out their cards.
Perhaps a plan which would simplify these issues could be
devised by students or a student group. Since the logical organization, the Student Government Association, is not active in the
summer, perhaps any active summer group could handle it.
M.tylx? a workable plan, which has been mentioned by the
Kernel before, would Ik? for the student to fill out a card which
would only indicate the changes in status since tlie original set of
cards was made out. At any rate, any ideas or plans of a group,
if presented to the registrar for discussion, might eliminate part
of the paper work in the future.
In the meantime the space in Memorial Coliseum should permit a speed up in the registration lines under the present system,
which is efficient and well organized, but hard on the student.


lie-cau- se

Look Twice At Calendar
calendar of special events scheduled for the summer term,
which was issued to most students sometime between unpacking
and registration, has been planned and published by the UniA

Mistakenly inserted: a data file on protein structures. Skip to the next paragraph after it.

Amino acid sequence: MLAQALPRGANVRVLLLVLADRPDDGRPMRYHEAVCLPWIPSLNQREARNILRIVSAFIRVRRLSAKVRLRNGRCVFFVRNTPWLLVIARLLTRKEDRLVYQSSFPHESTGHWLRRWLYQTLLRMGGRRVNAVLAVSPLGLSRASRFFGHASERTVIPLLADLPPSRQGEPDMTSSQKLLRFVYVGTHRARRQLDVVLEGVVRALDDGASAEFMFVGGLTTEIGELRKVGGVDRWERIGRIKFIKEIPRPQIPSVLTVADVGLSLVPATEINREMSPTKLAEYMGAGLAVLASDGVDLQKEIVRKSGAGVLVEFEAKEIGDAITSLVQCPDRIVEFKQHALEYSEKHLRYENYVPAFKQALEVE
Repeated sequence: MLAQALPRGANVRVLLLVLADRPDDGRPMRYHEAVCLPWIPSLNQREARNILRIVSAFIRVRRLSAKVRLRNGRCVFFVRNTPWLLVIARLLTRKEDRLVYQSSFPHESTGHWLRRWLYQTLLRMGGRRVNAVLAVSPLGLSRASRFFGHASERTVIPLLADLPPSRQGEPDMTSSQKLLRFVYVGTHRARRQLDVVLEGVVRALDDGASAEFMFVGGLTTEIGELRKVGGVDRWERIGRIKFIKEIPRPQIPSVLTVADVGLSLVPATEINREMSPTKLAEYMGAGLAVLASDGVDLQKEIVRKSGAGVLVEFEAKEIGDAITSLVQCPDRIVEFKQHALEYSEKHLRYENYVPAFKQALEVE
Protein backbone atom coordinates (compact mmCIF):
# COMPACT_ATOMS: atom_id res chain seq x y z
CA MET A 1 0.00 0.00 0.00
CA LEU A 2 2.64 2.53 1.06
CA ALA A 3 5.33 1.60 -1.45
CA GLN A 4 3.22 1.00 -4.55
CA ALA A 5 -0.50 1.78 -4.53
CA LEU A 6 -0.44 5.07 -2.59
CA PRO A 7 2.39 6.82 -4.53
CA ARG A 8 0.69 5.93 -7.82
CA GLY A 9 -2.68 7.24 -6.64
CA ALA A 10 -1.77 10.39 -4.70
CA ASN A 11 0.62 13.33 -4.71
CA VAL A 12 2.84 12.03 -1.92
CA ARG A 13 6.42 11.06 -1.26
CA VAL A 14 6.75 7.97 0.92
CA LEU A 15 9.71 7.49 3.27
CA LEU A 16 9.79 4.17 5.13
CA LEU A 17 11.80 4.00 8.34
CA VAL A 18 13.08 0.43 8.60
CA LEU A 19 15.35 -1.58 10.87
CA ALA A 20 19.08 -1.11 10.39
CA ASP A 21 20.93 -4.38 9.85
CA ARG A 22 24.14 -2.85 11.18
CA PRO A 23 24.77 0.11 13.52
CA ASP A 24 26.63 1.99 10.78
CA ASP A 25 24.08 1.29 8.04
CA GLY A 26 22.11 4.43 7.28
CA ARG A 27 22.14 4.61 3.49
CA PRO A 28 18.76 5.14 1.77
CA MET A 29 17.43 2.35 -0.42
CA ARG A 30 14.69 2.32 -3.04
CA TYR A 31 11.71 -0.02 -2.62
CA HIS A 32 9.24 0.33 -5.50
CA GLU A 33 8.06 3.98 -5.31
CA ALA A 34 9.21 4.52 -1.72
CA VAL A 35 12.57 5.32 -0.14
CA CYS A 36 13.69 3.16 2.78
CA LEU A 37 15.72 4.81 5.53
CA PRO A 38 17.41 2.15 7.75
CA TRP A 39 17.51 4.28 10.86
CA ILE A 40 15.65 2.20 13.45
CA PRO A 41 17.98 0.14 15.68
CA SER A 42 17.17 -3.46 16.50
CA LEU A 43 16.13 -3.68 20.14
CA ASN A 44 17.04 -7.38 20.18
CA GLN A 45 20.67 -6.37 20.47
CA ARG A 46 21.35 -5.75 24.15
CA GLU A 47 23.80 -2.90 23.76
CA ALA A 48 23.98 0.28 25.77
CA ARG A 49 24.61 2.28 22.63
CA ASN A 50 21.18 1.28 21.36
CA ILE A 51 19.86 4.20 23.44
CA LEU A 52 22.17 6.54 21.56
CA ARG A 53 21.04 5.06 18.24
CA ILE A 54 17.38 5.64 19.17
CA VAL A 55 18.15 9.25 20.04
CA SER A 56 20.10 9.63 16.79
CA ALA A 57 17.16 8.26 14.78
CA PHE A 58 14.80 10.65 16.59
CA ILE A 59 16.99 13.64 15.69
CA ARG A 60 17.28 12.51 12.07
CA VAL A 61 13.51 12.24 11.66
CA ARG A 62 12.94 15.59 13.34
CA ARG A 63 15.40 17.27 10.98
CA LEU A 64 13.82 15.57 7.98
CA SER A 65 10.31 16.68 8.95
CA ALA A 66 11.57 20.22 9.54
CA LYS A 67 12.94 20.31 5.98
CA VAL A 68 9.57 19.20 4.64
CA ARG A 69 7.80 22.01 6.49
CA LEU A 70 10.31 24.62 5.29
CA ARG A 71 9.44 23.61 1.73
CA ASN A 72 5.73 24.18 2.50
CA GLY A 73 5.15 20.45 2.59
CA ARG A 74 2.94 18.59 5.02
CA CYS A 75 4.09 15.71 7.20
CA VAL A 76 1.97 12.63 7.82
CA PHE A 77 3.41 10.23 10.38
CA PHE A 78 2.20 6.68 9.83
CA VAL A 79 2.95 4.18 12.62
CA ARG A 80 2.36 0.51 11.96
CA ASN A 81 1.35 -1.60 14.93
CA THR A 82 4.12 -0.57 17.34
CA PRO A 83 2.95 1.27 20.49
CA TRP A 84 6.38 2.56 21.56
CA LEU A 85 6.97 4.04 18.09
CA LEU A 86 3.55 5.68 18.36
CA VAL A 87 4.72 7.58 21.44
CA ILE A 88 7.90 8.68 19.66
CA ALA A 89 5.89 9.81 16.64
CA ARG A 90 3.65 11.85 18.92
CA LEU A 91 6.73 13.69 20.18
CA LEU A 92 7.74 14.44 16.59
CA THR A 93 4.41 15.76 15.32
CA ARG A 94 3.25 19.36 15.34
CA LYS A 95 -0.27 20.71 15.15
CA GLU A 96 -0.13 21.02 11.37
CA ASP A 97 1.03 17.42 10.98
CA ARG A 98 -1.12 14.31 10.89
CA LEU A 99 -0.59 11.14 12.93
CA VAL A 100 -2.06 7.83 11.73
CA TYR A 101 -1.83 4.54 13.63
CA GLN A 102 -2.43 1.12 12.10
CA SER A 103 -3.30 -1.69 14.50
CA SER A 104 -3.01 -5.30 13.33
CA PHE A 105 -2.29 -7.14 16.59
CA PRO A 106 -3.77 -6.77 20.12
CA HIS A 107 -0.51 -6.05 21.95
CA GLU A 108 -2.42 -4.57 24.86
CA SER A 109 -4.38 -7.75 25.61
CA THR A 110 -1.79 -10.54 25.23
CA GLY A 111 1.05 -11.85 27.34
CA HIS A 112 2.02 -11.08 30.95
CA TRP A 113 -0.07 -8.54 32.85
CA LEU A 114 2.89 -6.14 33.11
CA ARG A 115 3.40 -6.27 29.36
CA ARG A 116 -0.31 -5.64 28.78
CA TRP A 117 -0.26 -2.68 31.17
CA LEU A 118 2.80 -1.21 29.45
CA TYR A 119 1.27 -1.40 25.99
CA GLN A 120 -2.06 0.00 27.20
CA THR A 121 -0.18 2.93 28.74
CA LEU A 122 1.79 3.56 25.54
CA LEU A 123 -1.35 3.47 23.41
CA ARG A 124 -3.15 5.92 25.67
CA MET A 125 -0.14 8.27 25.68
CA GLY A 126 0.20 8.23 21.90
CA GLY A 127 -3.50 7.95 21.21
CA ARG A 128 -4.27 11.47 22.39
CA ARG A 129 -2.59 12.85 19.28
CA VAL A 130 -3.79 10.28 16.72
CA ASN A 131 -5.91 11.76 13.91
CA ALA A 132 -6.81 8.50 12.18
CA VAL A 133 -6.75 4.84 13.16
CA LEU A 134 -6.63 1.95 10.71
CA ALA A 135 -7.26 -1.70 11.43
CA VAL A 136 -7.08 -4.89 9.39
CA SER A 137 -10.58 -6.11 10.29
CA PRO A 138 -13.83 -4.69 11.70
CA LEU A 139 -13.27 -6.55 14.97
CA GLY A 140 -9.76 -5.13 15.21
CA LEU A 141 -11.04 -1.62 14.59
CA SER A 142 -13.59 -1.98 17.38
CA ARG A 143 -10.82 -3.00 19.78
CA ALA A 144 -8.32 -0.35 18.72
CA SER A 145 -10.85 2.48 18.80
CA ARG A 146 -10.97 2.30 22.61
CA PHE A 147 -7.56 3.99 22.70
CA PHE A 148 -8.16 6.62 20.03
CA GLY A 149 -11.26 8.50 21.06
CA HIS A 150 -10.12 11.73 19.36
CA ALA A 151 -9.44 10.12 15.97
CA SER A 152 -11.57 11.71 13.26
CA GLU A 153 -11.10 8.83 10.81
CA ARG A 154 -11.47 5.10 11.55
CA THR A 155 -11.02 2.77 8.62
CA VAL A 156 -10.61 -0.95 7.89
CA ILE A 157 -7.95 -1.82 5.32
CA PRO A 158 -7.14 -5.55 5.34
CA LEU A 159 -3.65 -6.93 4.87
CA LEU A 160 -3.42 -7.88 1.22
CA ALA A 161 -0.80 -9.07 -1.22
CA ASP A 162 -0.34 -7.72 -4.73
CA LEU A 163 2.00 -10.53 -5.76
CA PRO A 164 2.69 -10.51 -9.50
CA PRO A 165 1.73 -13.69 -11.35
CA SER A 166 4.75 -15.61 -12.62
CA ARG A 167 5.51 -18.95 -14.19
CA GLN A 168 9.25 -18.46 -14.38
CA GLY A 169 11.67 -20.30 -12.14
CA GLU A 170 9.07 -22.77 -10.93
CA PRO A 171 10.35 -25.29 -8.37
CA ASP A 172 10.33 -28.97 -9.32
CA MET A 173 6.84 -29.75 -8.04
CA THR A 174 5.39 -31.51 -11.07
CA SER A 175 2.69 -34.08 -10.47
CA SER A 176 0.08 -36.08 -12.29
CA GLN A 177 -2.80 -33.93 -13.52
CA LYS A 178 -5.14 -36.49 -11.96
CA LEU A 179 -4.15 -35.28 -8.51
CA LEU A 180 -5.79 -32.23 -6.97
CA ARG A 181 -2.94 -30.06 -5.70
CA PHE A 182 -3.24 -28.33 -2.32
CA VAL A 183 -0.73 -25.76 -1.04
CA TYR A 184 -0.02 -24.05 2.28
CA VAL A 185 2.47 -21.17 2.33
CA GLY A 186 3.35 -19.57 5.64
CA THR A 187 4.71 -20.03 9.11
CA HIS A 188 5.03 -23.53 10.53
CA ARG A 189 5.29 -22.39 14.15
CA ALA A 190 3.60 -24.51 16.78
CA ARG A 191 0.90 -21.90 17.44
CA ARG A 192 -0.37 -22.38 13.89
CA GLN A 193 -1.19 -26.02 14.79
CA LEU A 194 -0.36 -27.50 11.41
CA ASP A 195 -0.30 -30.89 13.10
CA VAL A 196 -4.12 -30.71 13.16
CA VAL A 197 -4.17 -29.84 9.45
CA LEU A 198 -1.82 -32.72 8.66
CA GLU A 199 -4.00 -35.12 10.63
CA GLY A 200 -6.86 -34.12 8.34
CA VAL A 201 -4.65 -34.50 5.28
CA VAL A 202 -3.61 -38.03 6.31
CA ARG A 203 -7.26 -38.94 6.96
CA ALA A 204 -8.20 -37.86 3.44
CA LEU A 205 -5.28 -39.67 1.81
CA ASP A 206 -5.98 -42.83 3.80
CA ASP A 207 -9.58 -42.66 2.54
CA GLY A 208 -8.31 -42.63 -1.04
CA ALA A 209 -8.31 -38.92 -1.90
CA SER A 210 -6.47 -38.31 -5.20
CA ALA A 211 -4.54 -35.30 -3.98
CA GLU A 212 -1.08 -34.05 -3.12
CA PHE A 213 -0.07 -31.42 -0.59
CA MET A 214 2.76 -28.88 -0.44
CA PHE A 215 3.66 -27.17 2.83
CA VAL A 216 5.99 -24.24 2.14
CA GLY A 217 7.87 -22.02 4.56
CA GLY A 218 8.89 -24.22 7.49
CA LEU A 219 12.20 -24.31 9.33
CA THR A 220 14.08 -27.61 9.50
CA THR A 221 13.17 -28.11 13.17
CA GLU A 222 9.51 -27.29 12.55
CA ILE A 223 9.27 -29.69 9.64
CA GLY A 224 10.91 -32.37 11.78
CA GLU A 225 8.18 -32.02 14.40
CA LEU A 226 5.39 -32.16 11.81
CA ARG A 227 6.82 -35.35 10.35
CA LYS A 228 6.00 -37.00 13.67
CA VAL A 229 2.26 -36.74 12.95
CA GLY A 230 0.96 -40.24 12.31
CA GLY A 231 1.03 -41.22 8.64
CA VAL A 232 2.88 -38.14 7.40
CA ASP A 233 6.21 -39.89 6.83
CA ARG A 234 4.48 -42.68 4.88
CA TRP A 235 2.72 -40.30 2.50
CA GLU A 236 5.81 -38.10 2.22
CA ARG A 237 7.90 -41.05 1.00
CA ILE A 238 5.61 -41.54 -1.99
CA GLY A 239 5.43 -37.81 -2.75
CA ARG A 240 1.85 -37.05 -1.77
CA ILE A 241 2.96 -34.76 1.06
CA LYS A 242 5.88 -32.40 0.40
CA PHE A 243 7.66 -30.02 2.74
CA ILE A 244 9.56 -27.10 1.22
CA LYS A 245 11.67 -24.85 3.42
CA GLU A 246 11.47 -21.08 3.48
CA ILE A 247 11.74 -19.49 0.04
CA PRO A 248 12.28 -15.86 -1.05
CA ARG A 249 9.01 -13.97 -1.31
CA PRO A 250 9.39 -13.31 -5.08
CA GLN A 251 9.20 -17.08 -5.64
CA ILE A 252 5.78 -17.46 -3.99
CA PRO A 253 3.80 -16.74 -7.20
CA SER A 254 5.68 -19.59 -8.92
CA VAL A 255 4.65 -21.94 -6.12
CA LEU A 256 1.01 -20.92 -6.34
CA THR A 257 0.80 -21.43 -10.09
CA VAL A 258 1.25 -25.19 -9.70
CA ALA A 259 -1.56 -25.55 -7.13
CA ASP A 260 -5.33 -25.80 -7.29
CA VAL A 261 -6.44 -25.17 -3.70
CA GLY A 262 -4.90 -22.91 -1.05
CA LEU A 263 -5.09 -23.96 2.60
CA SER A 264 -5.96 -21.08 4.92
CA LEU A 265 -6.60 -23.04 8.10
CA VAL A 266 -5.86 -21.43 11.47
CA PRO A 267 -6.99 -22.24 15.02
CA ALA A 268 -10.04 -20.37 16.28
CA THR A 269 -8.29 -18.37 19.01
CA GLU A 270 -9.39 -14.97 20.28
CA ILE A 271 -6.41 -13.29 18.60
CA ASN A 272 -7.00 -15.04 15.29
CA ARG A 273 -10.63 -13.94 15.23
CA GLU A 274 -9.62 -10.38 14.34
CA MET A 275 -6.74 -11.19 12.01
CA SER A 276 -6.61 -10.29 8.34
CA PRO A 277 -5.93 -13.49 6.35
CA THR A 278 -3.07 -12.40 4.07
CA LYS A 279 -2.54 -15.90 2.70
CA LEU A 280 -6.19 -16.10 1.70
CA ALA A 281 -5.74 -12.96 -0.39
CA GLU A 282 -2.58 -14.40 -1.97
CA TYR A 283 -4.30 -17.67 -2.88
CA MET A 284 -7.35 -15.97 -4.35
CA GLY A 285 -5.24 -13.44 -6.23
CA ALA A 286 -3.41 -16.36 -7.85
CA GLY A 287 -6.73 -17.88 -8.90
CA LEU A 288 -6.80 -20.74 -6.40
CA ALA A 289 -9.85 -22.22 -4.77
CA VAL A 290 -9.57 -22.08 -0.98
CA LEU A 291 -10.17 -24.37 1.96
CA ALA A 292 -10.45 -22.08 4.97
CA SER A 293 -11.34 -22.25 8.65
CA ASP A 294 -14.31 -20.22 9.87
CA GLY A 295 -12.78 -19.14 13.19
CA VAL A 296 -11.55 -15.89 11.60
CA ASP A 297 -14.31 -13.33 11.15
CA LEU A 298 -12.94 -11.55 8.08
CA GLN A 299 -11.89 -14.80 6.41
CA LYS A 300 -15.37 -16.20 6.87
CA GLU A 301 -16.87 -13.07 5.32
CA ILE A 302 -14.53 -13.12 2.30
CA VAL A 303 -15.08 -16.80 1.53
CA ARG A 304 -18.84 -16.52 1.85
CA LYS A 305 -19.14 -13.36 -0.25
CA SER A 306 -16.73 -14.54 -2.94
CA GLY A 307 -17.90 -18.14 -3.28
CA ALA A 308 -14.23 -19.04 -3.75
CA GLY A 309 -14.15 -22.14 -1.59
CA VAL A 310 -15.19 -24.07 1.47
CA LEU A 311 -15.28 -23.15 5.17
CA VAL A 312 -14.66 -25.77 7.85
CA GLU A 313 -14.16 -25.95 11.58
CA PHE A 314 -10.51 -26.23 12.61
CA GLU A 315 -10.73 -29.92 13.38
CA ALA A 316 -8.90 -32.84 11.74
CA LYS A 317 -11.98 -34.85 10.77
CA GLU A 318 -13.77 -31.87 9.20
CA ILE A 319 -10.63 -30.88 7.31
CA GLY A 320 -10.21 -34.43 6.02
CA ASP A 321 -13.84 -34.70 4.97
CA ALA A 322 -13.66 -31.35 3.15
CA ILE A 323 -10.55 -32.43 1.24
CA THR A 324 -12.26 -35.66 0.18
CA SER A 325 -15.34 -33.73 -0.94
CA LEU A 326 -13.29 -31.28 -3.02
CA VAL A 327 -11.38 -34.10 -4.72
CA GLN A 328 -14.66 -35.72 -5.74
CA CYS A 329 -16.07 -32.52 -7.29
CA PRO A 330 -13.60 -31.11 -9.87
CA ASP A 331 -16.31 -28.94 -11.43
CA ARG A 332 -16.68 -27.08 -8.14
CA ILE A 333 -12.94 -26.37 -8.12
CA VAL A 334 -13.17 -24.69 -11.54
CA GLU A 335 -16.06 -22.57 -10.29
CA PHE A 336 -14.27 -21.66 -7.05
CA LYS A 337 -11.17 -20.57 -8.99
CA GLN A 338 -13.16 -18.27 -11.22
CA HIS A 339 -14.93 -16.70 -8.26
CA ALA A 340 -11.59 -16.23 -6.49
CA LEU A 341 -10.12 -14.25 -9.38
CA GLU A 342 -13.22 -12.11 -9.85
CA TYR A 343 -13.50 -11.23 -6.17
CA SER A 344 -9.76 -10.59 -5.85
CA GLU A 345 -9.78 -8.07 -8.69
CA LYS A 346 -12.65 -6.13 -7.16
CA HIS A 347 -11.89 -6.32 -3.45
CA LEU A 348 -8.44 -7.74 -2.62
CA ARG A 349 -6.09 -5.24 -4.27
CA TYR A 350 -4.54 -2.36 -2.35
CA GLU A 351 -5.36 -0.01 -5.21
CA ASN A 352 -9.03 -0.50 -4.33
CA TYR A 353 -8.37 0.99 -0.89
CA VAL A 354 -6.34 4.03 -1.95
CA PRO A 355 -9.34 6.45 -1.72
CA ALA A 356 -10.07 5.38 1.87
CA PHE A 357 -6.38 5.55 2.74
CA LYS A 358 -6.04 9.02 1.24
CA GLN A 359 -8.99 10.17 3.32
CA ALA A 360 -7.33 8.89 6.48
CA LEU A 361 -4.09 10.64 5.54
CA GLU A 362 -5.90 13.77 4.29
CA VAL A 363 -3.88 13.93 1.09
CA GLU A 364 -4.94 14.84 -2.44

Probably few students realize the expense and effort the Uni
versity has gone to in bringing speakers to the campus and organizing and presenting our own talent for tliese summer programs.
Monday, the Browsing Room lecture series begins with Dr. W.
II. Janson, professor of English. On Tuesday five musical movie
shorts will lie shown at the Memorial Hall Amphitheater. Both of
these events deserve student support.
And the University is to be commended for doing its job well:
prov iding this many cultural and intellectual interests for students.

A Welcome And A Pledge
Our welcome to freshman and other students who are enrolled
in summer school is a sincere effort to make every issue of the
Kernel of high newspaper quality.
Although the fewer pages and a smaller staff might suggest
the contrary, the work of the editors and staff is just as hard, and
the policies of the newspaper are just as important as for the
student appointed to serve during the regular semesters.
Throughout the summer news is reduced to a minimum beca